THIS issue of ANESTHESIOLOGY celebrates another pioneer department in our specialty, that at Washington University. The goal of this series is to highlight and understand how a culture of excellence in research has been instilled in a department using different approaches in markedly different settings. A year ago, Lars Eriksson described how such a culture was created among mostly physician scientists at the Karolinska Institutet in Stockholm, in an environment of socialized medicine.1Now, Alex Evers and William Owens describe how this happened at Washington University, a private medical center in a competitive, fee-based system with a healthy mix of PhD and physician scientists. Many articles from the Karolinska Institutet were clearly translational, with obvious clinical application. Many articles from Washington University are more fundamental, leaving many of us to scratch our heads after reading their titles. In both cases, they reflect a vibrant research community. When Dr. Evers became chairman of the department at Washington University, he created a design to be used for neckties given to visitors. I hear in those Zs a powerful engine of scientific advance, not a boring academic exercise.
“I hear in those Zs a powerful engine of scientific advance, not a boring academic exercise.”
I'm currently traveling to Salt Lake City for the American Board of Anesthesiology, where for a week I will question nervous young professionals (candidates, as they're termed) to determine whether they should be certified as consultant physicians in our specialty. I will ask what?, how?, and why? many times, trying to ferret out clinical judgment, level of understanding, and the ability to communicate both. If I succeed, the examination will be sufficiently broad and deep to make a clear determination. At some point during each examination, the candidate will say, “I don't know” regarding what to do or why to do it.
The depth of understanding provided in many of the articles in this issue goes far beyond what I will expect of a candidate in 2011. This issue has several review articles that may appear esoteric in this regard, with concepts far removed from clinical practice. Perhaps you're asking yourself, “If I understand opioid pharmacology (dose, duration, therapeutic and side effects), why do I care about their molecular interactions with receptors, signaling pathways, or neurobiologic responses below this level?” Each of us must choose the level at which we will say, “I don't know” and move on. These articles provide depth to push that level.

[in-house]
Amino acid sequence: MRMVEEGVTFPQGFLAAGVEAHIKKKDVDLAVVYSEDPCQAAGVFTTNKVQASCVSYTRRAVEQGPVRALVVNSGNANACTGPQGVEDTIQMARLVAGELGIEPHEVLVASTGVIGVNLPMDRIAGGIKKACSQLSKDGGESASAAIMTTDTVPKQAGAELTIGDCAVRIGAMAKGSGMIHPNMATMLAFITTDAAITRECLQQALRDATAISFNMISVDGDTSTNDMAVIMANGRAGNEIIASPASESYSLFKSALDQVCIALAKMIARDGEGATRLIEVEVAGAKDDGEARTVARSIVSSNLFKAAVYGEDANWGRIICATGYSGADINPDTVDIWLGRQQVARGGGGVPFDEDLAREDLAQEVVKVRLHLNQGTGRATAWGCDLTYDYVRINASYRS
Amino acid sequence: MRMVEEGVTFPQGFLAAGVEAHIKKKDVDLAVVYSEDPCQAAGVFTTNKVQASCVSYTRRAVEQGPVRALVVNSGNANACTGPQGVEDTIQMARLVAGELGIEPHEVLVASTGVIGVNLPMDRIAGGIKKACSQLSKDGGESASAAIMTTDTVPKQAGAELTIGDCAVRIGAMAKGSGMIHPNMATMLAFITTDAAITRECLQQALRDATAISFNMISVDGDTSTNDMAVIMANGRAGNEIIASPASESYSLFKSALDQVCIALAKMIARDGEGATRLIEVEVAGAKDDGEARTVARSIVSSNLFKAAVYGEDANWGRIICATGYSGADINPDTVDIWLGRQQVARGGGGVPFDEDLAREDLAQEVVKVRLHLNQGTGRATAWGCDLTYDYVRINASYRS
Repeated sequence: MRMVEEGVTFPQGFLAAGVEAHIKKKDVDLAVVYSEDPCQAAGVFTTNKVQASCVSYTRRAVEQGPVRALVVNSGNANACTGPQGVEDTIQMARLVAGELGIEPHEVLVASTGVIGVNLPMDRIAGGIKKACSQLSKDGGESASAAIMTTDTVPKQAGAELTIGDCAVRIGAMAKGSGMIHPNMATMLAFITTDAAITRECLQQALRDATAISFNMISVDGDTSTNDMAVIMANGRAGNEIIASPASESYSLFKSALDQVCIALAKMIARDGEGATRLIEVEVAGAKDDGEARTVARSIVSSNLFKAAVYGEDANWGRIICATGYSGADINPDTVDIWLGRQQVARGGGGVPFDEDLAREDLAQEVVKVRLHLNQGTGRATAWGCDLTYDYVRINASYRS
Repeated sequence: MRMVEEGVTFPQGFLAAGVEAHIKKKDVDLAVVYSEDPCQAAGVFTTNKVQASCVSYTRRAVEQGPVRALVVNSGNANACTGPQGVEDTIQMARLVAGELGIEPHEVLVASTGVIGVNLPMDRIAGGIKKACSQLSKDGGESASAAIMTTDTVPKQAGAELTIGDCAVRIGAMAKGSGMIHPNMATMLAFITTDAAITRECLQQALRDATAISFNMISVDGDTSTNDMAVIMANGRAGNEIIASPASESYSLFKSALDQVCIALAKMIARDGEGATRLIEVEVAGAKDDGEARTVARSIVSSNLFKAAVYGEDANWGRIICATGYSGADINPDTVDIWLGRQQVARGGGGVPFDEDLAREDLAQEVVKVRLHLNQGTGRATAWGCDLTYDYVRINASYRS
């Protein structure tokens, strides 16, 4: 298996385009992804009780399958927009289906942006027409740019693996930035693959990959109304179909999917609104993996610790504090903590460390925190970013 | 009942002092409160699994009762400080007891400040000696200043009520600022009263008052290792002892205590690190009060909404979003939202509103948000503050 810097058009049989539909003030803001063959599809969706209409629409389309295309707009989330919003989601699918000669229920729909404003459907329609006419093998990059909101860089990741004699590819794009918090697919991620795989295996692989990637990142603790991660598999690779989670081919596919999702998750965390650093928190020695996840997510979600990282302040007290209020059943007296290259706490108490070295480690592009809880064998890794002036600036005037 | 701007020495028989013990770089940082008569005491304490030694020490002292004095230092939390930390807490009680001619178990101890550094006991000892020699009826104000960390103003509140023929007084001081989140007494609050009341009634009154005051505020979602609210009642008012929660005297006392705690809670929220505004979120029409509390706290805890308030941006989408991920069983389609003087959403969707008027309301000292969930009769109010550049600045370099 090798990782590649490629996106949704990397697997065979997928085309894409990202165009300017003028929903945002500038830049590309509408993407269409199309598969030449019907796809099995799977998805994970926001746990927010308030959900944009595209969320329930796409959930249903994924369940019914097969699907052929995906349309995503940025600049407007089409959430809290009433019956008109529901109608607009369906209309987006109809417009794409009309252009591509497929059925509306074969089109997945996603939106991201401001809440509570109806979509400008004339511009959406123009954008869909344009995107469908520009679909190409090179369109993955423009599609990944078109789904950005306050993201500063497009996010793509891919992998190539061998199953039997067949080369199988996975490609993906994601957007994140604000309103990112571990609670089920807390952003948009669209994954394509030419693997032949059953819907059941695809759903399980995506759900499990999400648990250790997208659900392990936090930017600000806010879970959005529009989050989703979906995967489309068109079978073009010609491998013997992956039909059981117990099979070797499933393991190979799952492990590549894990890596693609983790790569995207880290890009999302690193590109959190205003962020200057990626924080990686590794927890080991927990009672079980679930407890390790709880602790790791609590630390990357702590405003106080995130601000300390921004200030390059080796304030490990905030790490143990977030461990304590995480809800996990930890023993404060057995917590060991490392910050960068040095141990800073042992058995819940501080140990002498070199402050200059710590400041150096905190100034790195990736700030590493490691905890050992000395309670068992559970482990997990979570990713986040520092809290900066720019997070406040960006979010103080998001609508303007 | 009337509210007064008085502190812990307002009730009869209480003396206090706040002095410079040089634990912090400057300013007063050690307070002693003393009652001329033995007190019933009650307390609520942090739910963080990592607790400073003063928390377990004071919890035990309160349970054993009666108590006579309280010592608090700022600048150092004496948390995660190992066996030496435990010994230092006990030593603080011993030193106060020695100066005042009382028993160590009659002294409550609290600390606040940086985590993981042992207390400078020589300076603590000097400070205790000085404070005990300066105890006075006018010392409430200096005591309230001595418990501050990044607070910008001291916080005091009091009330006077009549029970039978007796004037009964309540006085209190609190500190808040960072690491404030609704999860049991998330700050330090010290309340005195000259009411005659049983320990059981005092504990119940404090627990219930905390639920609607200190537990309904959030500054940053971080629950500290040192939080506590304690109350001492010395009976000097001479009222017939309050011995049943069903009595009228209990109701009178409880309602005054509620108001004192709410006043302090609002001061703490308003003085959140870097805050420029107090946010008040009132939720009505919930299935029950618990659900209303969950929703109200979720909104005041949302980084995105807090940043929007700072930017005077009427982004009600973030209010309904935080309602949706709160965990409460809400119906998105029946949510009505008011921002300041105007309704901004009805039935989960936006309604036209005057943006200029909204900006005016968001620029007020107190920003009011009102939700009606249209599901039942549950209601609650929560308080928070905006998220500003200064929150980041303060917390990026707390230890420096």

Drs. Evers and Owens describe a toolkit of values and strategies that have worked marvelously at Washington University and that lay the groundwork to integrate PhD scientists into a clinical department to generate outstanding research.2Successful research departments on our specialty all include a mix of physician and PhD scientists, and this is not just for financial reasons. These groups are trained in fundamentally different ways, although both live and function in a scientific worldview. Physicians largely use an inductive method, championed by Sir Francis Bacon, to pull disparate pieces of objective and subjective information together to reach a diagnosis. PhD scientists, on the other hand, largely use a deductive method, championed centuries later by Karl Popper, in which the goal is to design an experiment to falsify or disprove a hypothesis. Physicians are primarily prescriptive in the sense of applying specific treatments given specific presumed diagnoses. PhD scientists are largely experimental in the sense of designing tight control of the environment using custom methods to clearly prove their idea is false. It's no wonder that it takes most physicians who come to my laboratory nearly 6 months to shift their way of thinking such that they design good experiments. And it's no wonder that successful research departments foster communication among physicians and PhD scientists.
This tension between fundamental, usually laboratory-based science and applied, usually clinically based science exists in ANESTHESIOLOGY as it does in all medical science journals. As one of the basic scientists who prepared a review article for this issue said to me, “Before I started writing, I looked through a few issues of your journal. It's amazing how strong the contrast is between practical information and pretty basic research.” In the past few years we have expanded and will continue to expand content that can immediately guide clinical practice and serve as practical review for clinicians. And we will continue to apply innovations to better translate the importance of basic science work to the busy clinician. But this tension will remain, and we will not stop publishing important, definitive fundamental science that advances our understanding.
I will end with a thank you and an apology. Thank you to Alex Evers and his faculty, who submitted many manuscripts in all sections of the Journal that provide a clear view of one outstanding research environment. My apology is to the physician scientists who authored many of these manuscripts if my comments above suggest I hold them (and me as a physician scientist) as lesser scientists than those with a PhD degree. Nothing could be farther from the truth. I believe physician scientists uniquely combine both worlds, leading to generation of meaningful questions and solutions to our patients' problems. Finally, like the candidates, let's all strive to push back the point where we honestly have to say, “I don't know!”
, and Departments of Anesthesiology and Physiology & Pharmacology, Wake Forest University School of Medicine, Winston-Salem, North Carolina. email@example.com